Will Replacement Joints Harm Your Heart?

When medication, exercise, and therapy offer little to no relief from joint pain, it may be time to consider a knee or hip replacement. Nearly two million of these surgeries are performed annually in the United States, and the number continues to rise, due to its effectiveness in helping to relieve chronic pain. Like all surgeries, though, joint replacement procedures have several downsides. Among these is an increased risk of heart attack in the weeks following surgery. If you're considering joint replacement, especially if you already have cardiovascular problems, you should weigh this risk against the benefits of a new hip or knee.

Knees, Hips, Heart: Get the Facts Before Surgery
Several studies have shown that patients who undergo major surgeries have a higher risk of heart attack during the postoperative period. At lease some of the increased risk is due to stress and a patient's worries about undergoing surgery. A 2012 study of hip and knee replacements shed more light on the link between these specific procedures and incidents of heart attack. According to researchers, you may be 25 times more likely to suffer a heart attack within two weeks of a total hip replacement; even after six weeks, the risk is still five times higher than those who do not undergone surgery. Following a total knee replacement, your risk of a heart attack is nearly 31 times higher than it would be without surgery, but after two weeks, that elevated risk seems to disappear. The increased rate of heart attacks appears to mostly affect those over age 60 with the greatest increase affecting those who are 80 years or older.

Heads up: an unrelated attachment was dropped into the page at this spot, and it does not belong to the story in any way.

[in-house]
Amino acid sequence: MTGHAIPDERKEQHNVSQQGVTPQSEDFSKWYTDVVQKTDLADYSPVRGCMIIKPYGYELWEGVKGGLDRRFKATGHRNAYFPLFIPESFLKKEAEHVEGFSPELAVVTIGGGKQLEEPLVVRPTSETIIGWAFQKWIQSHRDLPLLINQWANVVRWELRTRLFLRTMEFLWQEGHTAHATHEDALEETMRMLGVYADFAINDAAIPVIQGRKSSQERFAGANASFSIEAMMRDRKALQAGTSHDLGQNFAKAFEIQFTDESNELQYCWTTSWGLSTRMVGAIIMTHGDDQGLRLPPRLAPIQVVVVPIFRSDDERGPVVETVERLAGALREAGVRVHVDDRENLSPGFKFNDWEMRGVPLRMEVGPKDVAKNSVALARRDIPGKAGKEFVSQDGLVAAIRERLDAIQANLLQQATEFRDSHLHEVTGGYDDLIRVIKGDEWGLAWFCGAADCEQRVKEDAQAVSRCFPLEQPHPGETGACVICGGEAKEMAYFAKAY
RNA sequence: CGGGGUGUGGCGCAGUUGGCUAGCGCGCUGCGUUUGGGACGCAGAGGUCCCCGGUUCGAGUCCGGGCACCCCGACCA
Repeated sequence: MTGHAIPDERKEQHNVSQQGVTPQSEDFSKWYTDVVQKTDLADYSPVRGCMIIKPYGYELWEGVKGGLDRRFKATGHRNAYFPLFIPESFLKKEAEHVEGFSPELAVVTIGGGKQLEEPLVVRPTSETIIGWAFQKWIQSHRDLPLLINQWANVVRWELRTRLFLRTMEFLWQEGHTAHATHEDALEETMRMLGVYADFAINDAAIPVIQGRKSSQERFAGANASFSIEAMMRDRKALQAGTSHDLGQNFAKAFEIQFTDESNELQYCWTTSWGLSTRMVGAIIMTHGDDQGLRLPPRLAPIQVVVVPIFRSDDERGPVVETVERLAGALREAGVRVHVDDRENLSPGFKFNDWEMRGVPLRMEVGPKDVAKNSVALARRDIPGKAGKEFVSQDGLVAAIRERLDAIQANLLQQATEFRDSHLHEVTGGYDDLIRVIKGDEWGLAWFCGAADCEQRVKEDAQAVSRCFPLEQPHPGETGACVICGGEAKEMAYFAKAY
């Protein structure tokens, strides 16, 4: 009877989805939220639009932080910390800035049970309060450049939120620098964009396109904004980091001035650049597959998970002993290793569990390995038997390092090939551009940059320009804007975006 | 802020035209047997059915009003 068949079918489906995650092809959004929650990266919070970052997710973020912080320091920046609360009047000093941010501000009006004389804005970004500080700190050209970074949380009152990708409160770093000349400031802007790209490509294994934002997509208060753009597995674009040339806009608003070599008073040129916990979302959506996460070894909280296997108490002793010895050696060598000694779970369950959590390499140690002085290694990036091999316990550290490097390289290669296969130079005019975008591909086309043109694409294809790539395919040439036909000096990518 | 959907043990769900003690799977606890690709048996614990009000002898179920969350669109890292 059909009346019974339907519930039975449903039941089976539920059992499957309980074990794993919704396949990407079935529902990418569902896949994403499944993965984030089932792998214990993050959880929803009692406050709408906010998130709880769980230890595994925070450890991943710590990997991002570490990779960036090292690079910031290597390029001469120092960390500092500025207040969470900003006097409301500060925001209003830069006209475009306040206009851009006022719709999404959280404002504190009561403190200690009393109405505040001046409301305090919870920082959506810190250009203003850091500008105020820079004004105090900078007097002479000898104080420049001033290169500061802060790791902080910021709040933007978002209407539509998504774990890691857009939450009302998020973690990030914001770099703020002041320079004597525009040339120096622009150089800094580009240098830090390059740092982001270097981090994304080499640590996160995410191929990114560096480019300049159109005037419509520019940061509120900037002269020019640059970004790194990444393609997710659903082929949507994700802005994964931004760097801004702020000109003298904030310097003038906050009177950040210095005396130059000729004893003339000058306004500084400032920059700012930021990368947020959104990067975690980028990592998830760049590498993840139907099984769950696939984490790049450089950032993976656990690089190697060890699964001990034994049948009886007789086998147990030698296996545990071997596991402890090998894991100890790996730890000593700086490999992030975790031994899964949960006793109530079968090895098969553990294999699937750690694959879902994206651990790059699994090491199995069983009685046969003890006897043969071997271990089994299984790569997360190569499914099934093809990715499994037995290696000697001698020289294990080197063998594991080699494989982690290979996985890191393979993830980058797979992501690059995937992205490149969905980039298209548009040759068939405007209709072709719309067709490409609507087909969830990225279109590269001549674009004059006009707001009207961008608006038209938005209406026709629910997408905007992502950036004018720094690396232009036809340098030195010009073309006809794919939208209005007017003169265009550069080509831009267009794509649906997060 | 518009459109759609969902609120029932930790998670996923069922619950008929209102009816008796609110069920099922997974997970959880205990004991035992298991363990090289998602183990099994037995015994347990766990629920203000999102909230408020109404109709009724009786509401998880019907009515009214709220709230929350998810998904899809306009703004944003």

In addition to general surgery-related stresses, two other factors may influence the risk of heart attack after a joint replacement:

1) Bone marrow embolization can occur during both hip and knee replacement surgeries

2) Blood pressure and blood flow may be interrupted by factors or circumstances common during joint replacement including blood loss, fluid shifts, hypoxia, and the use of anasthesia

Managing Your Risks After Hip or Knee Replacement
The fact that your risk of heart attack may last for weeks following surgery means that you need to be extremely aware and vigilant about taking care of yourself for that extended time period. Talk with your doctor about the possibility of staying in the hospital longer or scheduling multiple post-op check ins. Ask whether blood-thinning medications, which are usually administered for a few days after surgery, should be continued to limit your risk of heart attack.

You should also take it easy. Don't about overextend yourself in the first month or two after you receive your new hip or knee. Most importantly, seek emergency help if you notice any signs of a heart attack, including chest pain, pain that radiates down your left shoulder or arm, shortness of breath, nausea, vomiting, or back or jaw pain.

Weighing the Risk of Joint Replacement
While increasing your risk of heart attack is of course a real concern, it's important to realize that undergoing a total knee or hip replacement is not as risky as other types of major surgery. Ultimately, it's important to weigh the risks of surgery against the pain and lack of mobility that often comes from advanced arthritis and other joint diseases. Most doctors recommend exhausting all non-surgical measures before you choose to undergo a hip or knee replacement. These may include:

  • Losing weight
  • Taking anti-inflammatory medications
  • Using supports such as a cane
  • Receiving cortisone injections



Lalmohamed, Arief, PharmD et. al. "Timing of Acute Myocardial Infarction in Patients Undergoing Total Hip or Knee Replacement." Archives of Internal Medicine. (2012). Web. August 15, 2012.

Pendick, Daniel. "Increase in heart attack risk after joint surgery low but persistent." Harvard Health Publications. July 30, 2012. Web. August 15, 2012.